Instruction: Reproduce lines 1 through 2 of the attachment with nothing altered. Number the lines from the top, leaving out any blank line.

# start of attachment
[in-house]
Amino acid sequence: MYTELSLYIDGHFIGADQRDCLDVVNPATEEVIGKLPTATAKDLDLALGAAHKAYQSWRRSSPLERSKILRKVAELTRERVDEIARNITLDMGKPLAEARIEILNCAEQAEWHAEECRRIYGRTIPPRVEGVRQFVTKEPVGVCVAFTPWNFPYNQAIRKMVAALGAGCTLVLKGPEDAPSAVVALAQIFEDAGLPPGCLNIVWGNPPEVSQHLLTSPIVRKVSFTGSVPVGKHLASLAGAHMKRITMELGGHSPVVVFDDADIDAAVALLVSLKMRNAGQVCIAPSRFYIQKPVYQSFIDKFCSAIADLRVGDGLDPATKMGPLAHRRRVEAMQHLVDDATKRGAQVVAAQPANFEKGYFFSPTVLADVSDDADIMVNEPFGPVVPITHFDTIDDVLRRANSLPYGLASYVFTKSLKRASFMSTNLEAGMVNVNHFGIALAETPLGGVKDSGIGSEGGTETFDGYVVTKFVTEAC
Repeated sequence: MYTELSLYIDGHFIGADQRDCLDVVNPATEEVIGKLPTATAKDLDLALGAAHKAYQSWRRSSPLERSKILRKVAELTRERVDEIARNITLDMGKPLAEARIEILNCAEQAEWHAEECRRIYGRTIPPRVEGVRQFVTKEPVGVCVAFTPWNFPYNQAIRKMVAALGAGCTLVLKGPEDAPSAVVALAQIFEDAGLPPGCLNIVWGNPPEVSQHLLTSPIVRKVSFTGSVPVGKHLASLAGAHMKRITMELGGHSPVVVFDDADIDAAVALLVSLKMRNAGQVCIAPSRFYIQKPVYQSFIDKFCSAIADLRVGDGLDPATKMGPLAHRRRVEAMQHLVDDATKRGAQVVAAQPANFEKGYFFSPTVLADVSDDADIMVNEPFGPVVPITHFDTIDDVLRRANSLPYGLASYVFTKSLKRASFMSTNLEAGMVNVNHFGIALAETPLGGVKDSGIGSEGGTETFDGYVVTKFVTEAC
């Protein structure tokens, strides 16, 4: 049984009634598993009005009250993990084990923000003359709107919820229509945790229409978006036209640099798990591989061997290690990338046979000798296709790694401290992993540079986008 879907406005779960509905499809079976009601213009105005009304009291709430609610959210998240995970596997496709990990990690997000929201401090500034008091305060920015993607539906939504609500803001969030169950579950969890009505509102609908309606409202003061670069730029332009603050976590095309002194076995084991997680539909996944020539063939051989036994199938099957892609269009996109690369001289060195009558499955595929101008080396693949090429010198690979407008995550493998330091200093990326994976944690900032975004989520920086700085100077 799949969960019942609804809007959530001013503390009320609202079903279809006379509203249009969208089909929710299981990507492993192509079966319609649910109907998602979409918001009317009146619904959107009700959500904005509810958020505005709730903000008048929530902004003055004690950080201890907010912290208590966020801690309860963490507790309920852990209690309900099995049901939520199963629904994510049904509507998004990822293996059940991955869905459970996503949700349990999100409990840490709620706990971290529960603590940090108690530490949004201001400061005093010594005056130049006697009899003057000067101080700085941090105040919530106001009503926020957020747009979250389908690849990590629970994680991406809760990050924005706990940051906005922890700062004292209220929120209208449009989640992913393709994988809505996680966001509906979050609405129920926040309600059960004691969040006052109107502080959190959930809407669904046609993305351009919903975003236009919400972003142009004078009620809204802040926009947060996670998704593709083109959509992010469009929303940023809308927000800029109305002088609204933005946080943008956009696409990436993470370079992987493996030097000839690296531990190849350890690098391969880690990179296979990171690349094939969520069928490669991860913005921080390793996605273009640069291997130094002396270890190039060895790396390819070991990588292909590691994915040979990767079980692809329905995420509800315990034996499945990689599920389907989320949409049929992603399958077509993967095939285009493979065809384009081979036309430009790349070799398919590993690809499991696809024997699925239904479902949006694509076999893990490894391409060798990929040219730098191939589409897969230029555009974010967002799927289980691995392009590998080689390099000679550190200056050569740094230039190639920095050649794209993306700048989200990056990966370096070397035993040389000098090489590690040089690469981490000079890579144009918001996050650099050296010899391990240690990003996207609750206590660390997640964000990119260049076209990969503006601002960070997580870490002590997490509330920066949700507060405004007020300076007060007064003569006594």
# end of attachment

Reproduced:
[in-house]
Amino acid sequence: MYTELSLYIDGHFIGADQRDCLDVVNPATEEVIGKLPTATAKDLDLALGAAHKAYQSWRRSSPLERSKILRKVAELTRERVDEIARNITLDMGKPLAEARIEILNCAEQAEWHAEECRRIYGRTIPPRVEGVRQFVTKEPVGVCVAFTPWNFPYNQAIRKMVAALGAGCTLVLKGPEDAPSAVVALAQIFEDAGLPPGCLNIVWGNPPEVSQHLLTSPIVRKVSFTGSVPVGKHLASLAGAHMKRITMELGGHSPVVVFDDADIDAAVALLVSLKMRNAGQVCIAPSRFYIQKPVYQSFIDKFCSAIADLRVGDGLDPATKMGPLAHRRRVEAMQHLVDDATKRGAQVVAAQPANFEKGYFFSPTVLADVSDDADIMVNEPFGPVVPITHFDTIDDVLRRANSLPYGLASYVFTKSLKRASFMSTNLEAGMVNVNHFGIALAETPLGGVKDSGIGSEGGTETFDGYVVTKFVTEAC